DeBry v. Noble, Nos. 920377

CourtSupreme Court of Utah
Writing for the CourtSTEWART; Pat Brian; ZIMMERMAN; HALL
Citation889 P.2d 428
PartiesRobert J. DeBRY and Joan DeBry, Plaintiffs and Petitioners, v. Wallace R. NOBLE, individually and in his capacity as Chief Building Official of Salt Lake County; and Salt Lake County, Defendants and Respondents.
Decision Date27 January 1995
Docket NumberNos. 920377,930239

Page 428

889 P.2d 428
Robert J. DeBRY and Joan DeBry, Plaintiffs and Petitioners,
v.
Wallace R. NOBLE, individually and in his capacity as Chief
Building Official of Salt Lake County; and Salt
Lake County, Defendants and Respondents.
Nos. 920377, 930239.
Supreme Court of Utah.
Jan. 27, 1995.

Page 430

Robert J. DeBry, Edward T. Wells, Salt Lake City, for plaintiffs.

David E. Yocom, Paul G. Maughan, Salt Lake City, for Salt Lake County.

ON CERTIORARI TO THE UTAH COURT OF APPEALS

STEWART, Associate Chief Justice:

This opinion decides two related cases that are here on certiorari to the Utah Court of Appeals. In DeBry v. Salt Lake County, 835 P.2d 981 (Utah Ct.App.1992) (DeBry I ), the court of appeals affirmed a summary judgment dismissing a complaint filed by Robert J. DeBry and Joan DeBry for damages against defendants Salt Lake County and Wallace R. Noble. The complaint alleged that the plaintiffs were injured by the negligent inspection of a building that the DeBrys purchased from a third party, Cascade Enterprises, and by the fraudulent issuance of a temporary occupancy permit for that building. The court of appeals held that the plaintiffs' negligence and fraud claims were barred by the Governmental Immunity Act. The court of appeals also affirmed the dismissal of another complaint the DeBrys had filed against the same defendants alleging similar claims for relief on grounds of sovereign immunity and res judicata. DeBry v. Salt Lake County, No. 910745-CA, slip op. (Utah Ct.App. March 16, 1993) (DeBry II ). DeBry II was not published.

Robert J. and Joan DeBry executed an earnest money agreement to purchase an office building from Cascade Enterprises while it was still under construction. In December 1985, before the building was completed, Salt Lake County issued a temporary thirty-day certificate of occupancy for the building on the erroneous representation by Cascade's Del Bartel to Wallace R. Noble, a Salt Lake County building official, that Cascade had obtained all necessary permits for the building. Cascade had in fact obtained only a footings permit. Because there did not appear to be any significant hazard that precluded temporary occupancy while the building was being completed and brought into compliance with the building code, Noble issued the certificate. The DeBrys thereafter purchased the building.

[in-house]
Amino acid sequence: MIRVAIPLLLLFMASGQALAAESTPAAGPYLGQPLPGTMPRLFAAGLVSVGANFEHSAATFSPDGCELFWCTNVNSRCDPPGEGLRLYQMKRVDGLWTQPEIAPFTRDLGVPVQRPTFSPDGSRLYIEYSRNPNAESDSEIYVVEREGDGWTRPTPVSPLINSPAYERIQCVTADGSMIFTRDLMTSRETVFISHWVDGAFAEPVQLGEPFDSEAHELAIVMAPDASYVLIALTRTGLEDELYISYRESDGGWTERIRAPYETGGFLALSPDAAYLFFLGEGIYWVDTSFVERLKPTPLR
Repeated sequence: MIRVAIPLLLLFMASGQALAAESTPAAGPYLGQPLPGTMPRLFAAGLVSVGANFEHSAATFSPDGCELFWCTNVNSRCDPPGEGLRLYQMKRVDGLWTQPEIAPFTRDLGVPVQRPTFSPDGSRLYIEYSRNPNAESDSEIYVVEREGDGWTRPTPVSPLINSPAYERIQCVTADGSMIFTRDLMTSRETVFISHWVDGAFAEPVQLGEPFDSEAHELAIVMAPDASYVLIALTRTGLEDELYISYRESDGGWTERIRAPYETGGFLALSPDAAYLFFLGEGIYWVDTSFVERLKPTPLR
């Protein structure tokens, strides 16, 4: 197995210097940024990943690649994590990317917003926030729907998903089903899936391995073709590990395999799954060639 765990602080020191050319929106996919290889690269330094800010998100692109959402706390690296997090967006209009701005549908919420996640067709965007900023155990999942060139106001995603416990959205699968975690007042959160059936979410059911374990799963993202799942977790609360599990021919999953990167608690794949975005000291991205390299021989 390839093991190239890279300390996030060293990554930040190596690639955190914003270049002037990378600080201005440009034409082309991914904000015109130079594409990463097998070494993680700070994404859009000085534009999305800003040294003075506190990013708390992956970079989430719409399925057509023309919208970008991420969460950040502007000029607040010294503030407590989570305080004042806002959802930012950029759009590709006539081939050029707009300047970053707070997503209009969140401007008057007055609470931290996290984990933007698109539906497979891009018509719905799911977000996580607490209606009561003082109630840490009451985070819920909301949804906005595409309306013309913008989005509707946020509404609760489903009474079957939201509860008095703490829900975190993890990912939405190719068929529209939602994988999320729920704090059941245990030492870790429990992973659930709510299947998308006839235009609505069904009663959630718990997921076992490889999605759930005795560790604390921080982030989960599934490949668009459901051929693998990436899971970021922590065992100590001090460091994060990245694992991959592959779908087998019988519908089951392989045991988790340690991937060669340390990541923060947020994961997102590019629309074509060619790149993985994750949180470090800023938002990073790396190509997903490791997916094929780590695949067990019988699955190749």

Although the County discovered that Cascade had obtained only a footings permit and not a building permit, it did not revoke the temporary occupancy permit. After the temporary occupancy permit expired, Noble found that the building did not comply with the building code and sent a letter to the DeBrys informing them that a permanent certificate of occupancy would not issue until they procured a building permit and corrected specified defects in the building. The letter gave the DeBrys thirty working days to bring the building into compliance with the code. Two months later, Noble sent another letter to the DeBrys, stating that by occupying the building without a certificate of occupancy, they were in violation of the code and that no further inspections would be made until the DeBrys obtained a building permit.